The impact of visual sharing platforms like Instagram lies in our perception of reality. Most of the visual stories we aim to tell are explorations of geometry and of new perspectives. To some extent, the logic was rooted on DeviantArt, where the "real life" becomes a raw material to explore our fantasies.
Actually, the deviation is not only aesthetic but also mental: by creating on-going cues, this fantasy progressively becomes very real, as part of a digital routine.
In this new era of creativity, some brick and mortar stores are being specifically designed for Instagram rules.
Pigalle Duperré: an authentic social "object"
The Pigalle Duperré playground, located in the heart of Paris, is a fascinating project.
The playground was almost shut down in 2007, but has since been refurbished by a team lead by Stéphane Ashpool, founder of the brand Pigalle. Every summer, the brand used to arrange a big tournament with the local kids, sponsored by Nike. After a few months of creative development (with the help of Vincent Le Thuy / Ill studio), the new Pigalle Duperré playground was born. A high-end place, with top materials, that respects the local neighborhood; the recycled rubber absorbs the noise of the balls and with just a few activities, it welcomes Parisians to get stuck in.
A social object: people, products, fantasy
Most of the brands we know launch "pop-up" events that are only short-term and only made to market products to a dedicated target audience.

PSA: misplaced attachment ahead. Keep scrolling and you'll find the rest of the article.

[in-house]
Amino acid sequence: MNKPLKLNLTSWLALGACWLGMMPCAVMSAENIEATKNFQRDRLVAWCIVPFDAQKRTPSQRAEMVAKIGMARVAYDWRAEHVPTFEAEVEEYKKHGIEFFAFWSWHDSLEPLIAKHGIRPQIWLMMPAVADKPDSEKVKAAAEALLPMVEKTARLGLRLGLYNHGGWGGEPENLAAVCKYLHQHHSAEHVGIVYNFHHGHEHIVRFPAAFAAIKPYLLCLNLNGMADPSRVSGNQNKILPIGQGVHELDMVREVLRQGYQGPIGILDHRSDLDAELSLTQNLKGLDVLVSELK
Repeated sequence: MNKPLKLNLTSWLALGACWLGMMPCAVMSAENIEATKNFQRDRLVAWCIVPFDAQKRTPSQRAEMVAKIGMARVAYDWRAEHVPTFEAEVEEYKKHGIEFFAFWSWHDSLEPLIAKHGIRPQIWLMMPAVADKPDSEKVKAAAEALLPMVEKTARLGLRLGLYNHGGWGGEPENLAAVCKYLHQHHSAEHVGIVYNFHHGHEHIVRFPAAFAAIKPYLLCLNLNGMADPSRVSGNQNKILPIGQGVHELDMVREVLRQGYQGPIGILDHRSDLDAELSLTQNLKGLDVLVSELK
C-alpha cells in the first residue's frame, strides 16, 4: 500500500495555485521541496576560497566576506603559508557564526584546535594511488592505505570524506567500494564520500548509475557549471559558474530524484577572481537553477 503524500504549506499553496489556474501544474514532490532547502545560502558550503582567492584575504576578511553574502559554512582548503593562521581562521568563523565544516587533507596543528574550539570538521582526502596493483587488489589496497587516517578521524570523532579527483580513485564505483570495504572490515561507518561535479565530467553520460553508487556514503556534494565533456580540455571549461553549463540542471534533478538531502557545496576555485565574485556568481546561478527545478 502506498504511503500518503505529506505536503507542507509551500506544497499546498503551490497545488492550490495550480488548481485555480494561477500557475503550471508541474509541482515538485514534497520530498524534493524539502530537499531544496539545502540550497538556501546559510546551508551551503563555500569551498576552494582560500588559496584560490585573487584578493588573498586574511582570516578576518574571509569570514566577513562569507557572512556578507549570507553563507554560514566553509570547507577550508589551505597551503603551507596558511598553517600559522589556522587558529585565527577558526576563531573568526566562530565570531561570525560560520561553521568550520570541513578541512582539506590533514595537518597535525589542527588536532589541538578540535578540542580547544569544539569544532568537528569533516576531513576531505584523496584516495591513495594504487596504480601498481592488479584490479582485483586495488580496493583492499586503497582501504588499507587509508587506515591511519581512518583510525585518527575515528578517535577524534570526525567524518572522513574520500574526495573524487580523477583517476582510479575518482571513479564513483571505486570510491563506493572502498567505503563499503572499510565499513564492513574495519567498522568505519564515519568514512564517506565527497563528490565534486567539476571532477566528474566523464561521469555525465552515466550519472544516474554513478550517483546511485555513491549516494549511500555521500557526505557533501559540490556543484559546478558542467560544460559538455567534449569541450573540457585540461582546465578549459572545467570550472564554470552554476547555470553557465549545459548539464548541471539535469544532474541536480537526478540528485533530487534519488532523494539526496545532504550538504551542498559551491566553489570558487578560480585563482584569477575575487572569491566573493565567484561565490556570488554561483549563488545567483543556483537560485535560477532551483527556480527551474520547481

In the case of the Pigalle brand, the events are not only associated to a specific good-looking place, but to a much broader story. The playground is not just a theater of beautiful fashion pictures, but actually the beginning of far more sophisticated stories. In every piece of content, the playground is subtly featured, echoing the fact that each new episode of the brand has something to do with it. As a proper MC, the social object leaves the place to highlight a deep, powerful idea - the trip of the youth team from PIGALLE to Philippines. The place is therefore not a "pop-up" but more a "lift-up" object, a hub of social relationships that make projects possible.
Products are rooted in this local fantasy to reach global audience - when Nike collaborates with PIGALLE for a new pair of sneakers, they don't just add the logo of a cool designer, they actually tap into the cultural net surrounding the brand. Models are locals. Scenery is local. The impact is global.
Finally what Pigalle Duperré teaches us, is this ability to create a long-lasting shared value between a local community - a global sense of belonging from an international audience -and mutual projects with brands like Nike.
This magic equation is supported by the grand vision of the founder:
"My dream is to create a school - a sports school, a fashion school, but above all a school of life, which will offer social and creative activities after regular school classes. A school similar to the Steiner Schools, which are basically schools that focus on developing the children's senses and that allow them to realize their very own ideas and dreams."
It's an interesting case study for any brand trying to engage their fans and followers with new facets of their products.